Stomp Out the Stigma — Speak About Depression
7th April 2017, recently marked as World Health Day, introduced a campaign with the goal of, “DEPRESSION — LET’S TALK.” Yes, depression a fairly common issue; we all hear about it often, but do we even properly think about it? Depression, as perceived by myself, is a morbid illness. As such, depression has been proven to interfere with one’s personal and social life significantly.
The prevalence of depression in Pakistan is approximately 34% as compared to 14% in the West. What makes us more vulnerable to this condition? The answers to this question can be manifold; failure to recognize the symptoms a person with depression presents with, for one.
For instance, if any of your family members, friends or peers feel fatigued and lethargic most of the time, look sullen and gloomy, are unable to keep pace with their routine work, have become unsociable, or complain of a persistent headache and even loss of appetite — what would your first instinct be? Probably anaemia to account for their sluggishness, some attitude issues to explain their anti-social behaviour, or some neurological issue to justify their somatic symptoms? But did we consider depression as the underlying pathology?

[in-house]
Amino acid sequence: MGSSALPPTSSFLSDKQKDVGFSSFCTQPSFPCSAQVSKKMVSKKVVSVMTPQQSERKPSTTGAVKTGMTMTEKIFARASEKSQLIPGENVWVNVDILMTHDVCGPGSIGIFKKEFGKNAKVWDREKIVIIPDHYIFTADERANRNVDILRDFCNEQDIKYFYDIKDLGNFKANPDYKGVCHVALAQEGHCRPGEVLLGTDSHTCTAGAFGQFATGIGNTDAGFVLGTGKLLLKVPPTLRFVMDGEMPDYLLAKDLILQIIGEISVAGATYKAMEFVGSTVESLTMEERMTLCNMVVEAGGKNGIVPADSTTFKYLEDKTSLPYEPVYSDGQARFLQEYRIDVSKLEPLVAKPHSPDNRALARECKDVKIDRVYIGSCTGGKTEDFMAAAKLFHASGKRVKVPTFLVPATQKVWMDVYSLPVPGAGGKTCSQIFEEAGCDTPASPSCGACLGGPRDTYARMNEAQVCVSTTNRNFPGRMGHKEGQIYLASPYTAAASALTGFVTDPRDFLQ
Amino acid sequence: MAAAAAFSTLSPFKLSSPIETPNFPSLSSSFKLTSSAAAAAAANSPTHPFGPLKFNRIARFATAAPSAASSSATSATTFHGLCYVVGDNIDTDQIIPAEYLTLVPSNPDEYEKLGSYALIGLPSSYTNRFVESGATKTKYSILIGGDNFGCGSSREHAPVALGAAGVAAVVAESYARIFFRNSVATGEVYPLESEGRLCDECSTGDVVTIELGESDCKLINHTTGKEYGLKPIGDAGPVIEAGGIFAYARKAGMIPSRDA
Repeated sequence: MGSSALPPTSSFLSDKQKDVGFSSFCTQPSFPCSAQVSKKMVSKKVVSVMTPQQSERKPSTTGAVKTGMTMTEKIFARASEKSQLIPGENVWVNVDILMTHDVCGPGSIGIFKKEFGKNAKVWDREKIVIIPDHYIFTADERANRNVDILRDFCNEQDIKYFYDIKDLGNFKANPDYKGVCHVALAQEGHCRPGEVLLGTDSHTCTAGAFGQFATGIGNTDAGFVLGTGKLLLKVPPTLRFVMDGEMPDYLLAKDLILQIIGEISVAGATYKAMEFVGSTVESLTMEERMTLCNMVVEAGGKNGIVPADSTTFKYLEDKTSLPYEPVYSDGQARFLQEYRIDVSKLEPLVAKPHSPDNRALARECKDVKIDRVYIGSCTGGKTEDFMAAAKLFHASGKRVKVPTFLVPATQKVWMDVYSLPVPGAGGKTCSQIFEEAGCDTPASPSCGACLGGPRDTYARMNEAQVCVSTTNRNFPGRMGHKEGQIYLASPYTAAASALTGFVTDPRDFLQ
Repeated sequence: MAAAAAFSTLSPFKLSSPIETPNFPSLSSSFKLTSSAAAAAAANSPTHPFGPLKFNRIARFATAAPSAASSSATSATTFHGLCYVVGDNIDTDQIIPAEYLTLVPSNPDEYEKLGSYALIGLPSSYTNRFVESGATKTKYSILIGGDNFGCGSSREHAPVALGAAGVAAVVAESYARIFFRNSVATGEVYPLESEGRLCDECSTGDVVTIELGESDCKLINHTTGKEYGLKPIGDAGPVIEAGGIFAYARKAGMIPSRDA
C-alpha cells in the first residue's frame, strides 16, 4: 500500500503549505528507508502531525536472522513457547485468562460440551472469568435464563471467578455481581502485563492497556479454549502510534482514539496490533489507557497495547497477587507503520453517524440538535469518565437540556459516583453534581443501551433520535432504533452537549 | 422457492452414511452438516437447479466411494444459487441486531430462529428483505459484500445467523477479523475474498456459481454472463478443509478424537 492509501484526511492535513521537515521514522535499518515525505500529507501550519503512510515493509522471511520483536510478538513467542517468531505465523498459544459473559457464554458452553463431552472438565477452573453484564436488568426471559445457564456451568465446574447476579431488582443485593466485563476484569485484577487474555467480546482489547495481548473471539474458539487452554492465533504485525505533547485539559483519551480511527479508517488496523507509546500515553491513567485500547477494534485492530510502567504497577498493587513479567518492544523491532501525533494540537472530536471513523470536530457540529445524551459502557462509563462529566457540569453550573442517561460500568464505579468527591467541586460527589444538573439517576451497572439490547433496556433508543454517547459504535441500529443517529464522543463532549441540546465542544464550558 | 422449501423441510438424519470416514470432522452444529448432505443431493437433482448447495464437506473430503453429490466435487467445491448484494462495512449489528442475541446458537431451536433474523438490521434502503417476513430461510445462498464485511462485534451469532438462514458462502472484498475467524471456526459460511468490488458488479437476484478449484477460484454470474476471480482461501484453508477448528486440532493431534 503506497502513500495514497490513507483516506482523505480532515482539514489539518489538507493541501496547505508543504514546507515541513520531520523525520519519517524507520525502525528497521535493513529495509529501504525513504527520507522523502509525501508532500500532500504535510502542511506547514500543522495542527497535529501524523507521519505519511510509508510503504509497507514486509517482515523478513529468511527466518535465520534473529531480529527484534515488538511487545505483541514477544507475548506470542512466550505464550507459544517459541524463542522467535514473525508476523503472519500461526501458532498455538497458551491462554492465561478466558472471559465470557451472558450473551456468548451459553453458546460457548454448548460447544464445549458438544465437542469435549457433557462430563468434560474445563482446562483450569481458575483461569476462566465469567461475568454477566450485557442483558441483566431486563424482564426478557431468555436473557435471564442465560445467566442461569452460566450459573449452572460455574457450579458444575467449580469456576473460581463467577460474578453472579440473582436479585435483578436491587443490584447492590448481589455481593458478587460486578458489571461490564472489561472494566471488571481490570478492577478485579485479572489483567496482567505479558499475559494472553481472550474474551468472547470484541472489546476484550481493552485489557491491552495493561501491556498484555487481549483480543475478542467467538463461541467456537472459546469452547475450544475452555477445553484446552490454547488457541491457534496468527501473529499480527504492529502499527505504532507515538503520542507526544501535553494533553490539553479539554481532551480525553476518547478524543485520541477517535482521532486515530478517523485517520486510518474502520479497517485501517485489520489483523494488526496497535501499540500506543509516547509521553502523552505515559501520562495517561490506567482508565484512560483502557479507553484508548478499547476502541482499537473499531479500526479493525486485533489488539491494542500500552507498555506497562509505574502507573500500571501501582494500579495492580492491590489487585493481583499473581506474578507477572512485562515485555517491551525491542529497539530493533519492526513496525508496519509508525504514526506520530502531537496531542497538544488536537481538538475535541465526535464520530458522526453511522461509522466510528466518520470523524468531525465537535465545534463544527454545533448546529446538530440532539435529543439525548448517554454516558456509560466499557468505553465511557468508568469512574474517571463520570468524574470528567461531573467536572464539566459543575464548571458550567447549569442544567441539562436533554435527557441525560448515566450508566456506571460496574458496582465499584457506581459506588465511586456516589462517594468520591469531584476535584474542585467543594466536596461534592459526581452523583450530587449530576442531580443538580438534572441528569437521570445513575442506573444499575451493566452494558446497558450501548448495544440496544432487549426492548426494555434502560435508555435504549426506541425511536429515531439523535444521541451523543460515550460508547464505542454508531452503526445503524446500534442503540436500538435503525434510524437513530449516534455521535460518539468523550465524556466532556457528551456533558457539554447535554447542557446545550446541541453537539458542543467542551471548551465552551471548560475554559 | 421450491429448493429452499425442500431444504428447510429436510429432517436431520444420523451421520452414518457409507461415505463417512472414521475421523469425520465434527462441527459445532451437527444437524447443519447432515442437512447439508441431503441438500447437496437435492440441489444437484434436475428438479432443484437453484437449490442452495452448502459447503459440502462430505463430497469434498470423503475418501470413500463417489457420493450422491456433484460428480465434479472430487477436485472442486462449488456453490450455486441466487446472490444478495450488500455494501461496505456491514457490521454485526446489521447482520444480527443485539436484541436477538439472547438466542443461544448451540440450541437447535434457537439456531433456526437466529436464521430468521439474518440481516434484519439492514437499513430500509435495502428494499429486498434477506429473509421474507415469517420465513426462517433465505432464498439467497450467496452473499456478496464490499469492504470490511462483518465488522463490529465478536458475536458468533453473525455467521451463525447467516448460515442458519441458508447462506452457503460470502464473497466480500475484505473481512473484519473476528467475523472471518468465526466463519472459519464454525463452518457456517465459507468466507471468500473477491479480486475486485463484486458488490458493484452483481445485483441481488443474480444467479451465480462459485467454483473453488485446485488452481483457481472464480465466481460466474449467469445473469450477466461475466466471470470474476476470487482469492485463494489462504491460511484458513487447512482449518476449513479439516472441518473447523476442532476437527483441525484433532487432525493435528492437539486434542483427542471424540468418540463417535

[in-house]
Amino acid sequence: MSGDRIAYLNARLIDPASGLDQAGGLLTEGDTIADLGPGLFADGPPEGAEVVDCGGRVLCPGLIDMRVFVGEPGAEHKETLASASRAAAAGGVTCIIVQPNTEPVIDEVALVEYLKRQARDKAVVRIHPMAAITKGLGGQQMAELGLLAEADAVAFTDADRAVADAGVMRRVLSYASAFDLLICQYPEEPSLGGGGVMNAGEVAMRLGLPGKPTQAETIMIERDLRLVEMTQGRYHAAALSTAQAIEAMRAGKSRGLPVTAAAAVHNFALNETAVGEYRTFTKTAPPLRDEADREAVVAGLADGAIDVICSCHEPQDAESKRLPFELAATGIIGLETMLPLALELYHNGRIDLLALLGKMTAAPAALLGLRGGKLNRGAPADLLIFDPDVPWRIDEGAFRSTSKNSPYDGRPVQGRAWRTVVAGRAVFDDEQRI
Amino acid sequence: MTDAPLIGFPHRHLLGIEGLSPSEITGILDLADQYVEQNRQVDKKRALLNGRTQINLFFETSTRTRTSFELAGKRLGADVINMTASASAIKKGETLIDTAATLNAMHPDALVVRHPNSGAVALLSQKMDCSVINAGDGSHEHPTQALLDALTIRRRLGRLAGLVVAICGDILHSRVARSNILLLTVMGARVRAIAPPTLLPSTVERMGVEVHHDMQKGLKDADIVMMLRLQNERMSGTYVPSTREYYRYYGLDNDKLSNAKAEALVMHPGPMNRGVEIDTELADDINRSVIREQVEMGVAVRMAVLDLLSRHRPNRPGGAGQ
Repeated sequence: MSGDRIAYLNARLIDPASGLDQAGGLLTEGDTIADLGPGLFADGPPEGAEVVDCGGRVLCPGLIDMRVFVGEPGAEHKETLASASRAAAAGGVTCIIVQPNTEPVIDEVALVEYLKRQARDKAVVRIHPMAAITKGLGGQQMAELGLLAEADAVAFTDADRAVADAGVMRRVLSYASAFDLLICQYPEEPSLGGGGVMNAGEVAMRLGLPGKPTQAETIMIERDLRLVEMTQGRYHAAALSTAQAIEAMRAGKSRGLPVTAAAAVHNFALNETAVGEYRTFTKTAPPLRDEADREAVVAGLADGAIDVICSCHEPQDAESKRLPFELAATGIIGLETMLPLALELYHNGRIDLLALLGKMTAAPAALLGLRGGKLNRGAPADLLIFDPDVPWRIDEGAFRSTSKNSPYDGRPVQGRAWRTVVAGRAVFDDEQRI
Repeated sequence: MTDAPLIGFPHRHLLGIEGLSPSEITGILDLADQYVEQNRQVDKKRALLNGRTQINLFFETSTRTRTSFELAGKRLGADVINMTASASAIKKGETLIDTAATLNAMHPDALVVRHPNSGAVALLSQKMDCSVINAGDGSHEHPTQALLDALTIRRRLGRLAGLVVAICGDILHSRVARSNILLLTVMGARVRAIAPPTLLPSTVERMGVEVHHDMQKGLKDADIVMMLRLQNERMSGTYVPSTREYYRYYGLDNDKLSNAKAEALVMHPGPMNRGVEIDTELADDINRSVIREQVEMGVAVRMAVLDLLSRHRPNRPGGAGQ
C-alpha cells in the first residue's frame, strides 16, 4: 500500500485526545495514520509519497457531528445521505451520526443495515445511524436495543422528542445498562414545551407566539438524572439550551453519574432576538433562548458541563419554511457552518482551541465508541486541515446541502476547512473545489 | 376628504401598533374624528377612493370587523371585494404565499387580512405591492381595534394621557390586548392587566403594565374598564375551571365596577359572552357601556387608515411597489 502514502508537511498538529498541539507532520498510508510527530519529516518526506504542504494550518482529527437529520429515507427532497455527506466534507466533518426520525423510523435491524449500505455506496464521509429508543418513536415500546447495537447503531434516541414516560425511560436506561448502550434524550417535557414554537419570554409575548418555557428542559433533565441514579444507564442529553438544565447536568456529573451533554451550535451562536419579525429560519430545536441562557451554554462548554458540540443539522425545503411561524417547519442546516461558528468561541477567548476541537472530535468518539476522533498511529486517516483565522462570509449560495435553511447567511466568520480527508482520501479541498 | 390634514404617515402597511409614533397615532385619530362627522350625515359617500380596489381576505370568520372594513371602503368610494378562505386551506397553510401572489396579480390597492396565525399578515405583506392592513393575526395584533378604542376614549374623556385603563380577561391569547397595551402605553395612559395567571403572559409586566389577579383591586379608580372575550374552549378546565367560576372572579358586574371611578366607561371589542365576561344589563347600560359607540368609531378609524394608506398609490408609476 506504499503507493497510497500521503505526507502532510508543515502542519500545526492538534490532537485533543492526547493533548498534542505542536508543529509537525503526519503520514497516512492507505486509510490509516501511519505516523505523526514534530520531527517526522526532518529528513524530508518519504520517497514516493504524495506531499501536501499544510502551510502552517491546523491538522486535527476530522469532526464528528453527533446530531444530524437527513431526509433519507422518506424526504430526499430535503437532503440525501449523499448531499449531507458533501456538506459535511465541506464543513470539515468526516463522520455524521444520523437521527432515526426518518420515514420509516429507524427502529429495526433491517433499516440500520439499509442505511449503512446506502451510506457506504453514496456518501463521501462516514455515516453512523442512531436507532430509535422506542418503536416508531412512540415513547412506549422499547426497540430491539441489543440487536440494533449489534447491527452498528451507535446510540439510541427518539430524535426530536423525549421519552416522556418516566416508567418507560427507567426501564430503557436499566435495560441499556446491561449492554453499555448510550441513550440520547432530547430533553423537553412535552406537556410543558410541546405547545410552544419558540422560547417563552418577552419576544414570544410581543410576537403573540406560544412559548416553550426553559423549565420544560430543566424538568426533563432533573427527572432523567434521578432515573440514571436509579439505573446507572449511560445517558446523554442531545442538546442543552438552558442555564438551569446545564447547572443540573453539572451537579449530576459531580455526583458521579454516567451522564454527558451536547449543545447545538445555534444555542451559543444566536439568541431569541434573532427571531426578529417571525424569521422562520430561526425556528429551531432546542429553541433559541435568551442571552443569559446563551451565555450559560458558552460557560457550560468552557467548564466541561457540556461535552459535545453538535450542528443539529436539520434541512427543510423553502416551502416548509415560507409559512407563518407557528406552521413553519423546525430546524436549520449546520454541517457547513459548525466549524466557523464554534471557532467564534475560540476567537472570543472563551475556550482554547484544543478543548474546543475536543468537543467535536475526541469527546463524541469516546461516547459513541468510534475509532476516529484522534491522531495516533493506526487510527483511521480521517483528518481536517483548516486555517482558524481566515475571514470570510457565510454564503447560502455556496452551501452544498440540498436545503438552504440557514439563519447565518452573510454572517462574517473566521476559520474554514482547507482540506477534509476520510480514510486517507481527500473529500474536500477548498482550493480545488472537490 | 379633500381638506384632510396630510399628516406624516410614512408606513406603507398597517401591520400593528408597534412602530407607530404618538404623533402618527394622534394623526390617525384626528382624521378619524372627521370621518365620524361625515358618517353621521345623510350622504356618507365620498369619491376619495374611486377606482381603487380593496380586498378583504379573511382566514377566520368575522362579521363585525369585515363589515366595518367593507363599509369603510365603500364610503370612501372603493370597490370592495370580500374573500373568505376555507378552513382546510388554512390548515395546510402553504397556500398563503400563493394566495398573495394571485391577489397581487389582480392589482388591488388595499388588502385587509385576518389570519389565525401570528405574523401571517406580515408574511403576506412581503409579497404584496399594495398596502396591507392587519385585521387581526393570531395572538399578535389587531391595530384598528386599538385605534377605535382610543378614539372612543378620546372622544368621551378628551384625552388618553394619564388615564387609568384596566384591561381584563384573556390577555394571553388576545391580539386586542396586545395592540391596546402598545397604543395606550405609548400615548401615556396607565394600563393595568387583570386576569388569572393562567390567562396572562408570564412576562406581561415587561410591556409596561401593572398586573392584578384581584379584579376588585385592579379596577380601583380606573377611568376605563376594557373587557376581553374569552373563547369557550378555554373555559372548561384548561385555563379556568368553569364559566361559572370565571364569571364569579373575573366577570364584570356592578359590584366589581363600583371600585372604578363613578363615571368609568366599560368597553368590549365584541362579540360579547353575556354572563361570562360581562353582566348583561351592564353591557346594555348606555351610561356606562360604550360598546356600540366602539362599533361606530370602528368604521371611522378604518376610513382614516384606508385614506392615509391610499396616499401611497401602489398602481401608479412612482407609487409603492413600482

Depression is a mood disorder with the presence of the abovementioned symptoms for more than two weeks. Once identified, one more hurdle in seeking help for depression is the stigma associated with depression. Unfortunately, mental illness in our society is regarded as something abominable.
However, as proven scientifically, depression is essentially a disturbance in the chemicals of the brain. We as a society offer our sympathies to people with Down syndrome, cancer, Huntington’s disease — but when it comes to patients of depression, we distance ourselves from them. This taboo has been inculcated in us as a fear that stops us from seeking psychological help.
Even if one seeks help, one fails to adhere to therapy. Maybe we fail to recognize the implications depression can have on one’s life.
Hence, our role as healthcare professionals and responsible members of society is to enlighten by battling the stigma related to mental health, identifying people around us, encouraging them to talk, engaging them in physical exercise, encouraging them to make their lifestyle healthier and showing them the true colours of nature. And, if required, encouraging them to seek specialist care as well.
Silly little girl,
Don’t fool yourself,
They’ve seen your scars,
Just don’t want to help,
Little do they know,
How much could change,
With three little words,
“Are you okay?”
(This poem was taken from Pinterest.)
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